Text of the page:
At dawn ahead of Memorial Day weekend, the US Department of Housing and Urban Development demanded that US mortgage lenders FHA lower the underwriting bar for H-1B visa holders.
To qualify for a FHA loan, these temporary foreign workers in specialized trades must have at least one year of work experience in the United States.
But if you are a US citizen or permanent US resident (green card holder), the two-year minimum still applies.
I think that in a difficult battle for home ownership, citizens and legal residents will be put in the foreground, in the center and, of course, in the first place. This new policy is not. This could result in citizens and permanent residents being trapped in the back of the bus.
This provides a clear advantage for foreign workers as they gain an advantage over US citizens and permanent US residents with short or patchy employment history. And this will create more competition when buying a home.
According to the U.S. Department of Homeland Security, as of September 30, 2019, the latest available data put the number of people permitted to work on an H-1B visa at 583,420.
Why is HUD offering H1-B visa holders an easier route to home ownership at the expense of permanent residents?
A HUD spokesman said this action is in line with the Biden administration and HUD’s strategy to “expand access to affordable mortgages for all low- and middle-income individuals and families, especially in underserved communities.”
To say that H-1B visa holders are underserved sounds empty. In my decades of getting mortgages, I have never received a loan application from an H-1B visa holder who was not a high-level, high-level employee, such as an engineer or software developer.
FHA funding continues to go a long way in getting people on the path to home ownership. According to Attom Data Solutions, national lenders have issued an average of 1.1 million FHA mortgages per year over the past five years, with 125,000 California borrowers receiving FHA funding per year.
FHA funding was used in nearly 10% of all Los Angeles County purchases, 5.7% in Orange County, over 20% in Riverside County, and nearly 21.5% in San Bernardino County.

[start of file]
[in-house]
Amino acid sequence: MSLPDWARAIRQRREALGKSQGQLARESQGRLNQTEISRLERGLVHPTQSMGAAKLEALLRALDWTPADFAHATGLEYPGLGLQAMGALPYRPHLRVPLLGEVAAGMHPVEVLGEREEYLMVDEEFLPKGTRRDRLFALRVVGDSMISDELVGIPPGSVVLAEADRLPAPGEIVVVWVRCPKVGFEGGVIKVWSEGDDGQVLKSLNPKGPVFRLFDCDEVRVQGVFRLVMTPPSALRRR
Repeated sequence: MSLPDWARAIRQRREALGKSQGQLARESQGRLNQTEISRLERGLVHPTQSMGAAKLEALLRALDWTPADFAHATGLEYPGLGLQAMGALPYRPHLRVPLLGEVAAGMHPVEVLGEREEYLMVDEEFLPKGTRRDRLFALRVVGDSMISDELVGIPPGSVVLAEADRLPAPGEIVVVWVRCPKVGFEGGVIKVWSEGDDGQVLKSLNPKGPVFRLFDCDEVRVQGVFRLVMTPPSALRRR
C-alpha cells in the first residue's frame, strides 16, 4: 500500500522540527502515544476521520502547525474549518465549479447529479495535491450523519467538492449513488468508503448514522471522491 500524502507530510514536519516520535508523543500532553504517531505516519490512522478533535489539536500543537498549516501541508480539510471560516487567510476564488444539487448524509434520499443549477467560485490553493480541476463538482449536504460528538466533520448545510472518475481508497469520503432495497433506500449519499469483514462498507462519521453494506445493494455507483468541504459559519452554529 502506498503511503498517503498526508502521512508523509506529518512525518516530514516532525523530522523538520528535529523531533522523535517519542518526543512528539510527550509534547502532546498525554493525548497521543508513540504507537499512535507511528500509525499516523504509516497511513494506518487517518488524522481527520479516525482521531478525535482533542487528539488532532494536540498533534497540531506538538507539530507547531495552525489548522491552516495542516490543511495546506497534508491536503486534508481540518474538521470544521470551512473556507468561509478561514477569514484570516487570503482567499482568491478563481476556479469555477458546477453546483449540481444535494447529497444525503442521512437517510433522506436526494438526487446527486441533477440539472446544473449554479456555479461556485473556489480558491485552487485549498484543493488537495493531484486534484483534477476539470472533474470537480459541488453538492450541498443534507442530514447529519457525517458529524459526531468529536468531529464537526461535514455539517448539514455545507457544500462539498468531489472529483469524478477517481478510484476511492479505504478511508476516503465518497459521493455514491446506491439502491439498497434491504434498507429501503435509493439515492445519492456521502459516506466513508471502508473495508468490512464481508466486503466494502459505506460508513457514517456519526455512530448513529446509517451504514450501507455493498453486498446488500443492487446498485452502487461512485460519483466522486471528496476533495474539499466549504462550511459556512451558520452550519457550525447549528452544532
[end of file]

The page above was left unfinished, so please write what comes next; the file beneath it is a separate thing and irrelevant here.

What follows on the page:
“It doesn’t make any sense,” said Dave Stevens, Commissioner for the US Federal Health Agency under President Obama. “If I were a commissioner, I would change the policy to be consistent or better” for citizens and green card holders.
Stevens also inquired if HUD conducted a default risk analysis.
“There is a risk that taxpayers support mortgage programs for workers who could theoretically lose their jobs and be expelled from the country,” Stevens said.
One industry executive told me on condition of anonymity that the HUD is in disarray as many of the vacancies left by outgoing Trump administration officials have yet to be filled.
“The social just warriors have taken over and are trying to catch up,” he said.
Another point of view comes from outside the industry.
“Is there a rational distinction between groups? Is there a labor shortage? It is not unfair or discriminatory as long as there is a rational, legitimate public purpose, ”said Michael Josephson, founder, CEO and president of the Josephson Institute of Ethics. “However, they must be transparent in this matter. Everything the government does should be subject to public responsibility. “
I wonder if this is simply a public policy error that will be quickly corrected. Or is it the beginning of a slippery slope in housing policy, in which more uneven policies become the rule of law?
Freddie Mac appreciated the news: The 30-year fixed rate averaged 2.99%, up 4 basis points from last week. The 15-year fixed rate averaged 2.27%, unchanged from last week.
The Mortgage Bankers Association reported a 4% decrease in mortgage applications from the previous week.
Bottom line: Assuming that the borrower receives an average 30-year fixed rate on the corresponding loan of $ 548,250, the payment last year was $ 57 more than this week’s $ 2308.
What I see: Locally, highly qualified borrowers can obtain the following fixed rate mortgage loans with a cost of 1 point: 30-year FHA at 2.25%, 15-year conditional at 1.99%, 30-year conditional at 2.625%, 15-year a notional high balance ($ 548,251 to $ 822,375) at 2.125%, a 30-year traditional high balance at 2.875% and a 30-year fixed large balance at 2.875%.
Eye-catching Credit of the Week: 20-year fixed at 2.75% excluding points.
Jeff Lazerson is a mortgage broker. He can be reached at 949-334-2424 or email@example.com. His site www.mortgagegrader.com…